A news source reports interesting testimony last Thursday at the ongoing 22 plaintiff talc trial. According to a June 15, 2018 summary from the St. Louis Record, Mark Lanier (lead trial counsel for plaintiffs) used Dr. David Egilman to do some ostensible form of quantification of exposure to asbestos said to be present in the talc. Dr. Egilman has testified in hundreds of asbestos cases, usually for plaintiffs, but very occasionally for a defendant. According to the summary:
“Egilman told the jury he had determined the powder dosage and cancer risk of the 22 women by conducting personal interviews with 18 of them, or looking at the testimony of the others who had died since the suit was filed.
The information gathered from each woman included the number of years the J&J baby powder was used, the number of times used each day (including child diapering), and an estimate of the total number of asbestos fibers breathed in by each woman. The number of estimated fibers for each plaintiff was measured in the billions.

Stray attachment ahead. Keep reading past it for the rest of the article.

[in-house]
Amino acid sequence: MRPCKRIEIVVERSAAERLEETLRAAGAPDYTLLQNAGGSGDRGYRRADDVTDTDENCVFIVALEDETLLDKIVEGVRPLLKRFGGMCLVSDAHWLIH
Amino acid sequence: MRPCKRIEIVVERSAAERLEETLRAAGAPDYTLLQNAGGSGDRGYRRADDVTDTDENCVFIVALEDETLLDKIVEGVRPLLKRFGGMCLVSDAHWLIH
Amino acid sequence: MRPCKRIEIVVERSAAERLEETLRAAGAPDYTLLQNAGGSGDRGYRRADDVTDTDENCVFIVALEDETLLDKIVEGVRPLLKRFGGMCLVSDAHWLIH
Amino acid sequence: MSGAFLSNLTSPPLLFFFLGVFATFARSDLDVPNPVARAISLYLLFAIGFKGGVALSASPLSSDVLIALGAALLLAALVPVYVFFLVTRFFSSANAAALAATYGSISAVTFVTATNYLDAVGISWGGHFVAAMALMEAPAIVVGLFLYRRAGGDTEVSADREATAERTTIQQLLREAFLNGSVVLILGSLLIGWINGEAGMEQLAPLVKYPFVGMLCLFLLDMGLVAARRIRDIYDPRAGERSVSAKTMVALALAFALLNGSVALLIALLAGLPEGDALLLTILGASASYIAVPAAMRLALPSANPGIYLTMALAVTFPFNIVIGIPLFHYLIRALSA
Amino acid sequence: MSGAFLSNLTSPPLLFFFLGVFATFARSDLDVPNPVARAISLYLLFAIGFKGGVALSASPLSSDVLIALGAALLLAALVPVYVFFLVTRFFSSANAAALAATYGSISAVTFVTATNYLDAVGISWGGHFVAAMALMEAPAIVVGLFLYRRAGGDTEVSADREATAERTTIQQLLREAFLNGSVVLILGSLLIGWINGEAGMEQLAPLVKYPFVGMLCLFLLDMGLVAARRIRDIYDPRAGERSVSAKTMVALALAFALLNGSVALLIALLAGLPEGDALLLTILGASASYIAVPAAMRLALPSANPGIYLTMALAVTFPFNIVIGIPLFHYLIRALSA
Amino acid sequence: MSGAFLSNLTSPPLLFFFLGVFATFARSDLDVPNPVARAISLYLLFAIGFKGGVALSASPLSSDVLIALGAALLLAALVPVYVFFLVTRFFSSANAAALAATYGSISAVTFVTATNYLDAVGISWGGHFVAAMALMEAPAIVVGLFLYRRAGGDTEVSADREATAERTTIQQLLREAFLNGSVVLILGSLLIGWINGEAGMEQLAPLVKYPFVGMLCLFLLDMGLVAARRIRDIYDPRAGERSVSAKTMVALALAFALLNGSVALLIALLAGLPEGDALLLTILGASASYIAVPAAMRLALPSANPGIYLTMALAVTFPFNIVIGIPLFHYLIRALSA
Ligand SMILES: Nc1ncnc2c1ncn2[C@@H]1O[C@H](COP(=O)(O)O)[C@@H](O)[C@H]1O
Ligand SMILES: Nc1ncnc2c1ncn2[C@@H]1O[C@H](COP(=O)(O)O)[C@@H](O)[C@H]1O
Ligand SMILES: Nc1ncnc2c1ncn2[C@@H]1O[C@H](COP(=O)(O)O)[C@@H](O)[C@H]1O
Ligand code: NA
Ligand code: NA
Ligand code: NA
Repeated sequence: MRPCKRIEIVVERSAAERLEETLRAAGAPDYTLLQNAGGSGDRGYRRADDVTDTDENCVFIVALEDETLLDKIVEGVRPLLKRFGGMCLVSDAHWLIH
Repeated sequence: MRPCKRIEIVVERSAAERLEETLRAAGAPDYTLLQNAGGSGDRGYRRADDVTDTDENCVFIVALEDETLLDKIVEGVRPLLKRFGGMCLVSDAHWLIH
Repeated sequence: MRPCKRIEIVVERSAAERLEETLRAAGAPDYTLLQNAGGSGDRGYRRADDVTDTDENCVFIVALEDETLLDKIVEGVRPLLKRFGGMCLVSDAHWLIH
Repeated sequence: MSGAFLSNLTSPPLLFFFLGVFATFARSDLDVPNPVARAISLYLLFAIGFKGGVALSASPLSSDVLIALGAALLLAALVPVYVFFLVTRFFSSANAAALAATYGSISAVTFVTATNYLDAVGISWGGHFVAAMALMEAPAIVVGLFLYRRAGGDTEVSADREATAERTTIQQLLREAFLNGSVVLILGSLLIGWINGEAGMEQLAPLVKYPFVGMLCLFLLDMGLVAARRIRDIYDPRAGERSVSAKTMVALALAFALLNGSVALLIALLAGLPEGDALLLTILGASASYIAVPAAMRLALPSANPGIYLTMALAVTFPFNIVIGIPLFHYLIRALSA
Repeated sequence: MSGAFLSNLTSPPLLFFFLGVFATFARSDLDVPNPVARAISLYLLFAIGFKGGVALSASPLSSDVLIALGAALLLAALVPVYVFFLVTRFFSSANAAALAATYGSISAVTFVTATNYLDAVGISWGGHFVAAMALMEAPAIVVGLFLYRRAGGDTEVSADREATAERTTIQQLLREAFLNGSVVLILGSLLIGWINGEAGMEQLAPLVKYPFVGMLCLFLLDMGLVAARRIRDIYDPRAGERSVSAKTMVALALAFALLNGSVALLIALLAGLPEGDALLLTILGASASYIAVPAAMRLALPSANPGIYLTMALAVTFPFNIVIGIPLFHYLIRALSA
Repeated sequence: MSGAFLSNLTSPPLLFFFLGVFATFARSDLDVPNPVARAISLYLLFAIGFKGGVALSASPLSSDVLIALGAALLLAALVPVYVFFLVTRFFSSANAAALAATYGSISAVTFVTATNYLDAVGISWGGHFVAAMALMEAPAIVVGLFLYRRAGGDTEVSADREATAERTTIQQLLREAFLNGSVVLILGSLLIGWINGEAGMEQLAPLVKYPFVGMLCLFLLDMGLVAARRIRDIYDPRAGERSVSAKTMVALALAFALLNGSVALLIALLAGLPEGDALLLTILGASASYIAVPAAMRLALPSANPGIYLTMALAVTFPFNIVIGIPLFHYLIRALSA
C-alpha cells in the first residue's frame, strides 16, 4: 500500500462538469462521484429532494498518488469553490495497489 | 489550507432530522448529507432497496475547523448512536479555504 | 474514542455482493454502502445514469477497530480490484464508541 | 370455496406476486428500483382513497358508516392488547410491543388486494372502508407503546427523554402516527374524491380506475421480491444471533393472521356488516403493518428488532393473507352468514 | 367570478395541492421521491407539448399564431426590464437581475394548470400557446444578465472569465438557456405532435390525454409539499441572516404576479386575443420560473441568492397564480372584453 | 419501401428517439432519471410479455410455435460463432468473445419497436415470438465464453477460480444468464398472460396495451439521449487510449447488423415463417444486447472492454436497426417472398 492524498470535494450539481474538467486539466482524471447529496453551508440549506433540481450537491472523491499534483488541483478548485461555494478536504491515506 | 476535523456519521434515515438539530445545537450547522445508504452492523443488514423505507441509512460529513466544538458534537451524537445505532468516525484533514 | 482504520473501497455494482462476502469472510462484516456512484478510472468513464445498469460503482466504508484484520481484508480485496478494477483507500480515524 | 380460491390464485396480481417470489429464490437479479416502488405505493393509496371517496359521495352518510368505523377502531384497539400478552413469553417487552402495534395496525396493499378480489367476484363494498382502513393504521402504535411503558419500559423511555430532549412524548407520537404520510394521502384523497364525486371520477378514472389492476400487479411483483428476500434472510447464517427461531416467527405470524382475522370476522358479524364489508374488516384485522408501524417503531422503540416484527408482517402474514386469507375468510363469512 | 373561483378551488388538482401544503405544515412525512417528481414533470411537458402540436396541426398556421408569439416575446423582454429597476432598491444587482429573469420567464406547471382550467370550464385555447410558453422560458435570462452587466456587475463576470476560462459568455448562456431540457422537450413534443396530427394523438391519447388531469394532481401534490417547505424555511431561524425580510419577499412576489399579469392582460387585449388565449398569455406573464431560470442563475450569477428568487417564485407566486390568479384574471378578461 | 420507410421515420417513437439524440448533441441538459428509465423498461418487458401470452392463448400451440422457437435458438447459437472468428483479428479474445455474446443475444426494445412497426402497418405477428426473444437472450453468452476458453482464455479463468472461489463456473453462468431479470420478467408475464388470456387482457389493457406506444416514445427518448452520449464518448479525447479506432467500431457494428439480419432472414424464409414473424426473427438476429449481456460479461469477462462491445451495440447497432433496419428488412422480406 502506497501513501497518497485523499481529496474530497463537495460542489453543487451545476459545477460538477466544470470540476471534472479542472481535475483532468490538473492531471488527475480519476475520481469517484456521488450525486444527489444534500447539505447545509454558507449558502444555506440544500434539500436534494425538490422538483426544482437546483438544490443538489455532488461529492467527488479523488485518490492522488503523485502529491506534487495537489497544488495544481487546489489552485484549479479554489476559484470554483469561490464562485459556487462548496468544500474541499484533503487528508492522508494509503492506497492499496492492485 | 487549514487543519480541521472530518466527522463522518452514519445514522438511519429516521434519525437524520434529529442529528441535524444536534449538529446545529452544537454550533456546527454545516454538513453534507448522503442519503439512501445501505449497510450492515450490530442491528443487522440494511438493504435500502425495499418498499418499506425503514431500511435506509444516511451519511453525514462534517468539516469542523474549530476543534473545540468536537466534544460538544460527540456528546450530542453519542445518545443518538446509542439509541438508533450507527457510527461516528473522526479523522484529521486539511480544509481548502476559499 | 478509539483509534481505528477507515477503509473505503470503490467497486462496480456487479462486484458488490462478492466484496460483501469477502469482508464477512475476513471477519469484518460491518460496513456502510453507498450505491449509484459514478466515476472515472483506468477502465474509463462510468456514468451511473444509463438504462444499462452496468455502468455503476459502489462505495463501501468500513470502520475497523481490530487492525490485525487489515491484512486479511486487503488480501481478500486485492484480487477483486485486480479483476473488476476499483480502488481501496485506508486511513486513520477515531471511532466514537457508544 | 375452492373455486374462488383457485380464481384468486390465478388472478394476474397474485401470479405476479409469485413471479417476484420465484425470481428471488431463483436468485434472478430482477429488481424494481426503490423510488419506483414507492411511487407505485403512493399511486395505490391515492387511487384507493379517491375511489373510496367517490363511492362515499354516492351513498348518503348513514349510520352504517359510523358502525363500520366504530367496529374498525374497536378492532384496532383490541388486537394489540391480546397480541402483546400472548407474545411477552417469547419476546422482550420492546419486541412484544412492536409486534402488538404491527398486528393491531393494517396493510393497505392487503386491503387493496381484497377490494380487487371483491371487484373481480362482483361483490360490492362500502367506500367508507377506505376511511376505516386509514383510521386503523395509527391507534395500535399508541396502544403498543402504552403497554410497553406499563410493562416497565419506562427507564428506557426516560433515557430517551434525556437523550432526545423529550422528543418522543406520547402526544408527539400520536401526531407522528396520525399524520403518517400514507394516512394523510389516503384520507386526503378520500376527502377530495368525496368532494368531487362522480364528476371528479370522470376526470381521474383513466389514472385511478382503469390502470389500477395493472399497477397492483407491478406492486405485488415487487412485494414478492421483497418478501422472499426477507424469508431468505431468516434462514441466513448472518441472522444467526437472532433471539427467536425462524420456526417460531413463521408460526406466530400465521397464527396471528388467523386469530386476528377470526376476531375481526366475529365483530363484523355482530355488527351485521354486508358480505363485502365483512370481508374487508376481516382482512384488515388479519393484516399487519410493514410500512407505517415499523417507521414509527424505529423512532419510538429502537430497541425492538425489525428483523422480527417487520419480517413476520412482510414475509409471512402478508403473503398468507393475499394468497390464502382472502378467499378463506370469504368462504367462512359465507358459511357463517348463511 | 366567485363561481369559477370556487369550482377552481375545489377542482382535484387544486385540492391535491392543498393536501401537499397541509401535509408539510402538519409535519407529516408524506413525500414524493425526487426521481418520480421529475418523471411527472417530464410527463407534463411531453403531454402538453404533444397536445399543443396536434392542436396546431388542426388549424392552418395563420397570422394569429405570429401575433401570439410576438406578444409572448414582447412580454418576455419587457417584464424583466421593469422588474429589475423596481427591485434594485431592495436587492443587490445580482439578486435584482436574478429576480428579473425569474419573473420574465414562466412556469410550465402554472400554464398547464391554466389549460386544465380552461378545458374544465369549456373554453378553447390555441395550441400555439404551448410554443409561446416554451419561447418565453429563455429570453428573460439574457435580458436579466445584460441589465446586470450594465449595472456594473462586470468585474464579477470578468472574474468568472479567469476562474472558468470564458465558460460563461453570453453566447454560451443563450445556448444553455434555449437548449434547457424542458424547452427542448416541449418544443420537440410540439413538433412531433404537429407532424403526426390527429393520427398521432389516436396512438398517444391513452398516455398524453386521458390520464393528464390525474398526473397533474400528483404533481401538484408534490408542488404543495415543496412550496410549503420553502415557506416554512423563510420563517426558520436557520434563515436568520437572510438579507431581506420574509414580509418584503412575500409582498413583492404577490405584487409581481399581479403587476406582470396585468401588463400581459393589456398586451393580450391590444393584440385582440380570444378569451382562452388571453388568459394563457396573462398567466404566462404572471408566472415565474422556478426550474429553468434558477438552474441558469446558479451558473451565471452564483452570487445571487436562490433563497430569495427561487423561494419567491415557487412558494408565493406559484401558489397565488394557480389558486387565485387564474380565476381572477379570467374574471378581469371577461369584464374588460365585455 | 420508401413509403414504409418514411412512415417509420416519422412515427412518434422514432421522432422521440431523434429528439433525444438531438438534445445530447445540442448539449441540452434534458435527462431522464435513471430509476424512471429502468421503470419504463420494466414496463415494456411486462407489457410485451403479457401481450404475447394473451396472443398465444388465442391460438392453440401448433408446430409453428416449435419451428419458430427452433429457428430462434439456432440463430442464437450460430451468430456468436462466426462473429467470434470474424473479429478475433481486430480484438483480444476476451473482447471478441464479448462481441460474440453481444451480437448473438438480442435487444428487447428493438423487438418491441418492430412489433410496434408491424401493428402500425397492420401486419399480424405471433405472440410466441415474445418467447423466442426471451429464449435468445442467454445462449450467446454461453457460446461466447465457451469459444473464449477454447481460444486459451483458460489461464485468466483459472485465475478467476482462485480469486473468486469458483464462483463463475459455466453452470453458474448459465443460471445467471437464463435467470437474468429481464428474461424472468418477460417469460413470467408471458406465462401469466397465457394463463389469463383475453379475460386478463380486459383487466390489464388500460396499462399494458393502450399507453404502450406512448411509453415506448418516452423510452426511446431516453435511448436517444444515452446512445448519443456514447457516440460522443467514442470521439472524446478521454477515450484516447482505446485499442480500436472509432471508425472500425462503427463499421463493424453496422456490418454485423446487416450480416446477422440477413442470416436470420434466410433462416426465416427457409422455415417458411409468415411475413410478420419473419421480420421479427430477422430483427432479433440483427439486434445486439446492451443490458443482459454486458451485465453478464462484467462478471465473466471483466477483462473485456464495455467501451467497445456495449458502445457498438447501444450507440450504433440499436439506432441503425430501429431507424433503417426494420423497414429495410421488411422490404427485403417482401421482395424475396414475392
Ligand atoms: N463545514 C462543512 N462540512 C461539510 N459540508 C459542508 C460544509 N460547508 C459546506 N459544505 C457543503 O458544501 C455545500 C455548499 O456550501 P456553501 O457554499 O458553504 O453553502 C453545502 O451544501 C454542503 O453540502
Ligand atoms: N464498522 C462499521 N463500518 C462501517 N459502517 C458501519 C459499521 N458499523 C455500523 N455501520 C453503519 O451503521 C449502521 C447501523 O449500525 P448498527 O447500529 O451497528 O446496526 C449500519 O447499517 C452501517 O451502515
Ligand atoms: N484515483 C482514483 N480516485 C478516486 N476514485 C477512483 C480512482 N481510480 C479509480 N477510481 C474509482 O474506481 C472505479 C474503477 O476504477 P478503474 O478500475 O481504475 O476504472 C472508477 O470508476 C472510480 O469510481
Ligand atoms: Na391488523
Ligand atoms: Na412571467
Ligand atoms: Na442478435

The end-result conclusion Egilman agreed was that the women had a “baseline”risk-factor greater than twice that for a normal person.
“Greater than twice the risk?”Lanier asked.
“It was,”Egilman said. “They all have exposure levels higher than that permitted by OSHA (Occupational Safety and Health Administration) for a worker working with asbestos.”
In addition, the summary states that Dr. Egilman quantified the studies about the alleged presence of asbestos in talc:
“There were 960 studies of J&J powder that showed asbestos in talc out of 1,400 studies,” responded Dr. David Egilman, medical doctor and an expert in asbestos exposure measurements. “Some of the studies were performed by the Food and Drug Administration (FDA), by Johnson & Johnson, competitors of J&J and companies like Johns Manville.”